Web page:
New Mexico Board of Dental Health Care Informal Resolutions
While the Board of Dental Health Care's broad discretion to discipline may appear alarming, it may also work to your advantage. Our Defense Team is skilled at communicating and negotiating with disciplinary officials to propose win-win informal resolutions. The Board must protect patients, the public, and the profession. But the Board's authority to stipulate to any limitation on your dental license may enable our Defense Team to show that with remedial training or education, you pose no patient or public risk. The Board may alternatively agree to allow you to submit to a medical or mental examination, counseling, treatment, and care. Or the Board may agree that a modest limit on your license, one with which you can readily comply, will satisfy the Board's obligations. An oral reprimand, along with your apology and assurances, may also suffice. Let our Defense Team explore early voluntary resolution on your behalf.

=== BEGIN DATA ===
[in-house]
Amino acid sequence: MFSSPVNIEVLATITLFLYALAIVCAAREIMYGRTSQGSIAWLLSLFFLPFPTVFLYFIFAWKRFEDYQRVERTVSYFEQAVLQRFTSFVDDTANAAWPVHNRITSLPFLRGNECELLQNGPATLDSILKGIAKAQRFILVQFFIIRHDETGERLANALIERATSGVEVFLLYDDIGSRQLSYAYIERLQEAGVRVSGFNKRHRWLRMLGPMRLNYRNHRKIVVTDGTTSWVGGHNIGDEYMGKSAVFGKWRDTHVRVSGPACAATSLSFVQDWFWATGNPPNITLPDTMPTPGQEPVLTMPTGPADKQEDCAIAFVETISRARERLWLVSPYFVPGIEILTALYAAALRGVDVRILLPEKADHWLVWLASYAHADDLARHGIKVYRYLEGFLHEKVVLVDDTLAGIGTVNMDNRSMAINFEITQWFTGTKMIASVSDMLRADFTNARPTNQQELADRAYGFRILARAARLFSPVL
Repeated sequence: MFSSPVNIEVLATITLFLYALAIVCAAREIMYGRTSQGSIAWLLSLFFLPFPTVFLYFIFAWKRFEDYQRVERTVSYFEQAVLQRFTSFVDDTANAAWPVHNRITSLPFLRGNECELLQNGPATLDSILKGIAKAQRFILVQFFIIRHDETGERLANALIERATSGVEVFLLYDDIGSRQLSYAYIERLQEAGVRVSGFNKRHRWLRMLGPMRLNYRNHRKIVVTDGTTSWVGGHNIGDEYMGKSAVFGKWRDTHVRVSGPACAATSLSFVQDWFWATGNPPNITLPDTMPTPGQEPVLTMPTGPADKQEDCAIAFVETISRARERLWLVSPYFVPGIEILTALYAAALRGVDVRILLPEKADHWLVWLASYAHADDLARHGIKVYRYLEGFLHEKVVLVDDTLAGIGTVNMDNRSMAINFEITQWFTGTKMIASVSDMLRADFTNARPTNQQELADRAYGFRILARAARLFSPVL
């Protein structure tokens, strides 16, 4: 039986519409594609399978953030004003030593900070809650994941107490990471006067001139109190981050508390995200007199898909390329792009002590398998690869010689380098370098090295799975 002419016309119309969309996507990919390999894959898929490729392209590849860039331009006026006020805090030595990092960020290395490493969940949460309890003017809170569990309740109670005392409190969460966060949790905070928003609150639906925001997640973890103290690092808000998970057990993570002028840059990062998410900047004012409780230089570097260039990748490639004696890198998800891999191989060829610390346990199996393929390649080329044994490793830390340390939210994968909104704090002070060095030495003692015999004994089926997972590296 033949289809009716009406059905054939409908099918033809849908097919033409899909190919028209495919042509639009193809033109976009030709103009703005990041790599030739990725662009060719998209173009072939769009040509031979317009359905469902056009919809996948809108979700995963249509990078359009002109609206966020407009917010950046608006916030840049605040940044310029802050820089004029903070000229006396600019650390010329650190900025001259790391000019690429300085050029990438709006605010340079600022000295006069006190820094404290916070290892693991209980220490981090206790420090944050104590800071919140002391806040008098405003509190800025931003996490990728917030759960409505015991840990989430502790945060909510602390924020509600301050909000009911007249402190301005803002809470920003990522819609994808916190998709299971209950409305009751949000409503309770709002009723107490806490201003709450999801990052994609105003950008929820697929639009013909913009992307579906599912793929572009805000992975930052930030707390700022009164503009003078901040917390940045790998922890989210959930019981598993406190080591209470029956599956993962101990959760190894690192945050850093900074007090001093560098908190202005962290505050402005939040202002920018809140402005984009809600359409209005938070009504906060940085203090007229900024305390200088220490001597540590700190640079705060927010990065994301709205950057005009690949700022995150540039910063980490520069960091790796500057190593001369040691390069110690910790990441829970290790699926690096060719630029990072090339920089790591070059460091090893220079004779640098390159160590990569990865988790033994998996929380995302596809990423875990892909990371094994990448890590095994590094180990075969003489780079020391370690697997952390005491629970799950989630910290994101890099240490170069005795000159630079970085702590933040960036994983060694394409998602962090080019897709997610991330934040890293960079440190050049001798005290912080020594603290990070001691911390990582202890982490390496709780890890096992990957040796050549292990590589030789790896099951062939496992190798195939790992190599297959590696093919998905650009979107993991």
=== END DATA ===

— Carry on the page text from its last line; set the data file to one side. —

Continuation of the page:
New Mexico Board of Dental Health Care Disciplinary Grounds
As indicated briefly above, Section 61-5A-21 of the Dental Health Care Act authorizes the New Mexico Board of Dental Health Care to discipline only on certain grounds. Those grounds, though, are quite broad. Consider the following summary and examples, along with how our Defense Team may be able to defend the charges.
Credentials Fraud as Grounds for New Mexico Dentist Discipline